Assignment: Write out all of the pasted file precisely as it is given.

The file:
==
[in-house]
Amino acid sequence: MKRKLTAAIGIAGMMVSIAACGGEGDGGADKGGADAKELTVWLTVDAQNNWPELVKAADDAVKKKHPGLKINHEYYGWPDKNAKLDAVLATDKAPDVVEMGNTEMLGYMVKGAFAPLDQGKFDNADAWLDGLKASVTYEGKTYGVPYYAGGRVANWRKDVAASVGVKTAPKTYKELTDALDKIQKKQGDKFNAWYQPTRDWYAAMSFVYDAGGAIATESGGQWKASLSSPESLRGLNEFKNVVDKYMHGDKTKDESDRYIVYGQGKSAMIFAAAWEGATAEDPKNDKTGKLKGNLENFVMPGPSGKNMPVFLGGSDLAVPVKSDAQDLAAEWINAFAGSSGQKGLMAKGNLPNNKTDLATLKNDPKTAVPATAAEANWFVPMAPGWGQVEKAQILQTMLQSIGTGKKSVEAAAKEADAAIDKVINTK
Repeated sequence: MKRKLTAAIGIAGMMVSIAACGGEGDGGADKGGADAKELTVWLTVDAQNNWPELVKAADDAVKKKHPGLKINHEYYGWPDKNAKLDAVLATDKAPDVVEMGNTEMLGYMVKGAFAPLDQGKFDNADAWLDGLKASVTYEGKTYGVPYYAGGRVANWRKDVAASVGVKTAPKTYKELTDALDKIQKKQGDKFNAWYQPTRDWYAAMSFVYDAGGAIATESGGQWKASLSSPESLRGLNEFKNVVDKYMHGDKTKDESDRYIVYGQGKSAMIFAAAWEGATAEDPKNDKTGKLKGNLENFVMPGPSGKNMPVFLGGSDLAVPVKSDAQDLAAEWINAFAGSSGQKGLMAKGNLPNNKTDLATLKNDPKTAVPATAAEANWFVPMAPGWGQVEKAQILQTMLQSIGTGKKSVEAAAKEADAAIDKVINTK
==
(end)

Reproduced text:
[in-house]
Amino acid sequence: MKRKLTAAIGIAGMMVSIAACGGEGDGGADKGGADAKELTVWLTVDAQNNWPELVKAADDAVKKKHPGLKINHEYYGWPDKNAKLDAVLATDKAPDVVEMGNTEMLGYMVKGAFAPLDQGKFDNADAWLDGLKASVTYEGKTYGVPYYAGGRVANWRKDVAASVGVKTAPKTYKELTDALDKIQKKQGDKFNAWYQPTRDWYAAMSFVYDAGGAIATESGGQWKASLSSPESLRGLNEFKNVVDKYMHGDKTKDESDRYIVYGQGKSAMIFAAAWEGATAEDPKNDKTGKLKGNLENFVMPGPSGKNMPVFLGGSDLAVPVKSDAQDLAAEWINAFAGSSGQKGLMAKGNLPNNKTDLATLKNDPKTAVPATAAEANWFVPMAPGWGQVEKAQILQTMLQSIGTGKKSVEAAAKEADAAIDKVINTK
Repeated sequence: MKRKLTAAIGIAGMMVSIAACGGEGDGGADKGGADAKELTVWLTVDAQNNWPELVKAADDAVKKKHPGLKINHEYYGWPDKNAKLDAVLATDKAPDVVEMGNTEMLGYMVKGAFAPLDQGKFDNADAWLDGLKASVTYEGKTYGVPYYAGGRVANWRKDVAASVGVKTAPKTYKELTDALDKIQKKQGDKFNAWYQPTRDWYAAMSFVYDAGGAIATESGGQWKASLSSPESLRGLNEFKNVVDKYMHGDKTKDESDRYIVYGQGKSAMIFAAAWEGATAEDPKNDKTGKLKGNLENFVMPGPSGKNMPVFLGGSDLAVPVKSDAQDLAAEWINAFAGSSGQKGLMAKGNLPNNKTDLATLKNDPKTAVPATAAEANWFVPMAPGWGQVEKAQILQTMLQSIGTGKKSVEAAAKEADAAIDKVINTK